King of the Dump

Jared Downing in Roads and Kingdoms:

ThailandToday, Fred Stockwell, a white-haired Englishman, is the only Westerner out on the landfill, patrolling the garbage in a dusty pickup. The squatters, migrants from Myanmar, just across the border, come out of their bamboo and steel shacks and make hand signs for the boots, batteries, and medicine stacked in the truck bed. Stockwell tells me last week a woman gave birth in the truck; the next morning he filled it with kids and drove them to school.

“No smile from you, huh?” Stockwell says to a man in rubber boots who pauses to scowl while rummaging the trash for recyclables. “He doesn’t like me because he didn’t get any rice the other day.” A group of volunteers from Australia had handed it out by the sack-full, but Stockwell got stuck with the blame for the villagers who missed out. He’s been growling about it all morning. “They’ll come in, throw out rice, throw something out, shoot photographs, lots of dirty kids. They want to see misery,” he sighs. “They ruin everything I’ve set up here.”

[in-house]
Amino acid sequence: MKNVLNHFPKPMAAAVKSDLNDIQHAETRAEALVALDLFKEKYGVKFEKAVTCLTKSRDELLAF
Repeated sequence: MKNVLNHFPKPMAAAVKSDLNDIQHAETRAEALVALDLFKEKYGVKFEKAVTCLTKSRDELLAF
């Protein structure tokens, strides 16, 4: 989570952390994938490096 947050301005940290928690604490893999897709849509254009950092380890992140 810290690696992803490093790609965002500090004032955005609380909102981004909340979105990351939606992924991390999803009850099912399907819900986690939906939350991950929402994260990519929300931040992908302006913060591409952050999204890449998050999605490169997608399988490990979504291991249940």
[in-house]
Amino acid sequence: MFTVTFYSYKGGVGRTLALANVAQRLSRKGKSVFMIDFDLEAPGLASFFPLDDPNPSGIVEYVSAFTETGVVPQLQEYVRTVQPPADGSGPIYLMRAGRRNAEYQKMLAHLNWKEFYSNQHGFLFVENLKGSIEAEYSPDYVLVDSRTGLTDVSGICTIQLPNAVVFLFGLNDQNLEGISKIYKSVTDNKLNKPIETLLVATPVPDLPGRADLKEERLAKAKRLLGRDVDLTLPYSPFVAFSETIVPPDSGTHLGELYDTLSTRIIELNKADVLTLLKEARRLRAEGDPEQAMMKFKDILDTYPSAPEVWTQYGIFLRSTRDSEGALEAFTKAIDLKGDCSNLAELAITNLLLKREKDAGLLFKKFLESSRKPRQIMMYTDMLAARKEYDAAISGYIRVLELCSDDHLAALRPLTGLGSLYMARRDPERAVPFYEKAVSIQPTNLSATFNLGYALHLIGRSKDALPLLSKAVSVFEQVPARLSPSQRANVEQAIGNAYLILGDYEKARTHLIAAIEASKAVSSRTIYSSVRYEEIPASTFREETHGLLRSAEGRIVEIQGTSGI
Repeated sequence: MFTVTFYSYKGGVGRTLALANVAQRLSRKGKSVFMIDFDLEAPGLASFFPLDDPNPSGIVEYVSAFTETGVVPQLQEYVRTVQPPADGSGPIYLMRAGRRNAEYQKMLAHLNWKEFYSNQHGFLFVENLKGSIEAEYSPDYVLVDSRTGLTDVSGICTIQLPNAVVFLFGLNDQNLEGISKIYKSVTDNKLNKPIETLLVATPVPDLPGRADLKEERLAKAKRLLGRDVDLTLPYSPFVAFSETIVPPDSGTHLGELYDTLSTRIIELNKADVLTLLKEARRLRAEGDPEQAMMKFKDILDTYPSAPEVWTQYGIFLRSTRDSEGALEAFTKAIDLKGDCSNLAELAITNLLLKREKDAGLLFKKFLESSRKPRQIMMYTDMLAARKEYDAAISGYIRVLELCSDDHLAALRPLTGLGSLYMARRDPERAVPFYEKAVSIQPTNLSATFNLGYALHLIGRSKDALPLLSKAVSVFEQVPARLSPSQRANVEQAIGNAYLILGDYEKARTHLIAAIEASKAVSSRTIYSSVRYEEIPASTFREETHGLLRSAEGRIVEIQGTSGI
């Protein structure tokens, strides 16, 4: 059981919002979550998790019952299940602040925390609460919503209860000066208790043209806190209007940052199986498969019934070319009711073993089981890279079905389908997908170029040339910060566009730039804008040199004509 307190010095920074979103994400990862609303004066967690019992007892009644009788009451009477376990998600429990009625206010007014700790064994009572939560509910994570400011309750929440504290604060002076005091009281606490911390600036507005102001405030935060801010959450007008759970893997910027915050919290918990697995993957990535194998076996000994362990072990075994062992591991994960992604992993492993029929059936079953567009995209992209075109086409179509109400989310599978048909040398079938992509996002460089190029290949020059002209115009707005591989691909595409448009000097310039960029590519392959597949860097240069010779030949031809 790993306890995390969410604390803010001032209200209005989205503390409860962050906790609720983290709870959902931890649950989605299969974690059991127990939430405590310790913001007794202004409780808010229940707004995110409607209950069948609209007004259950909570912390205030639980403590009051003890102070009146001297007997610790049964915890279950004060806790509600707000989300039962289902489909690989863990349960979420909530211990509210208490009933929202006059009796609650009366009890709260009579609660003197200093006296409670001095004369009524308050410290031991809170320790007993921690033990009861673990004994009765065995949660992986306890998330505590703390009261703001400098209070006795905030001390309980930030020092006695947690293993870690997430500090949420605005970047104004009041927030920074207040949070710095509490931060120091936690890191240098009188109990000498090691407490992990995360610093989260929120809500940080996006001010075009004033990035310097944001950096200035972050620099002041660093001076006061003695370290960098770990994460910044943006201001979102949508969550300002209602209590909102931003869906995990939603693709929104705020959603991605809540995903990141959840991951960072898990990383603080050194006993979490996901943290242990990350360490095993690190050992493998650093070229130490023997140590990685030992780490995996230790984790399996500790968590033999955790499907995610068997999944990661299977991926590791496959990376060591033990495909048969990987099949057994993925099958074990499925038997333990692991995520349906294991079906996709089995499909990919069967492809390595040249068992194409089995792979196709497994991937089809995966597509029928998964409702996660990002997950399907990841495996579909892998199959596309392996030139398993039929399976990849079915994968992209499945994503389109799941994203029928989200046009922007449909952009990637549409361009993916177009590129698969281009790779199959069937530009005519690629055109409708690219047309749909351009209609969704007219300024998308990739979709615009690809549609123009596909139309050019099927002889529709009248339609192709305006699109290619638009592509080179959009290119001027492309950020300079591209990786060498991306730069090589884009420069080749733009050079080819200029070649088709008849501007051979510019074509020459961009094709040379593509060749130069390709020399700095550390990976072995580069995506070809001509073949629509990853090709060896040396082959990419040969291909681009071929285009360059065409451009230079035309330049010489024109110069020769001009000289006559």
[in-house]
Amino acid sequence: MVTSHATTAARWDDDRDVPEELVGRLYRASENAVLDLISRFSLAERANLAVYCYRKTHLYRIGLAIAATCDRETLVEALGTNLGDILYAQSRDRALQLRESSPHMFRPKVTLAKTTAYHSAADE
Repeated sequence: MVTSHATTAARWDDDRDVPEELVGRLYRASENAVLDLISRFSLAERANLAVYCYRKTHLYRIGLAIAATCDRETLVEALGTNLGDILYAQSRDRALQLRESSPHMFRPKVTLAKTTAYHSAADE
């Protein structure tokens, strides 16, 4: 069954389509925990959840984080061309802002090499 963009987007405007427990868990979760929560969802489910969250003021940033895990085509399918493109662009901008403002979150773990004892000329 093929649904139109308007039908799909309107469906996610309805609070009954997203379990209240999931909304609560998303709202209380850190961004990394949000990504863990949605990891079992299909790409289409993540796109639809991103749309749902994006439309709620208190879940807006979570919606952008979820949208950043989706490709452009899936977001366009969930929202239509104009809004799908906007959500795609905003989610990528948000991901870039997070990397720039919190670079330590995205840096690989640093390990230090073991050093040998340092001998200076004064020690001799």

When he came to Thailand seven years ago, Stockwell’s community-based organization, Eyes to Myanmar, was the only one serving the roughly 400 migrant squatters settled on the mountain of trash. Decades of strife in Myanmar had already made the border city a philanthropic boomtown, but only in the last few years has the city’s landfill caught the attention of the smattering of NGOs, community-based organizations, religious ministries, and volunteer teams who come bearing rice, shoes, toys and, of course, their own cameras.

They all encounter Stockwell—or as they sometimes call him, the King of the Dump. The 70-year-old is a key figure in a philanthropic turf war that began when first newcomers planted their flags in the garbage. The trash heap a notorious graveyard of failed humanitarian projects.

Christina Jordan insists that Piglets for Progress, which supplied young pigs to village families, isn’t the dump’s latest causality, but it’s hard not to think of it that way. When she told her local consultant that the project wouldn’t continue, “He just sort of smiled and said, ‘They never do.’”

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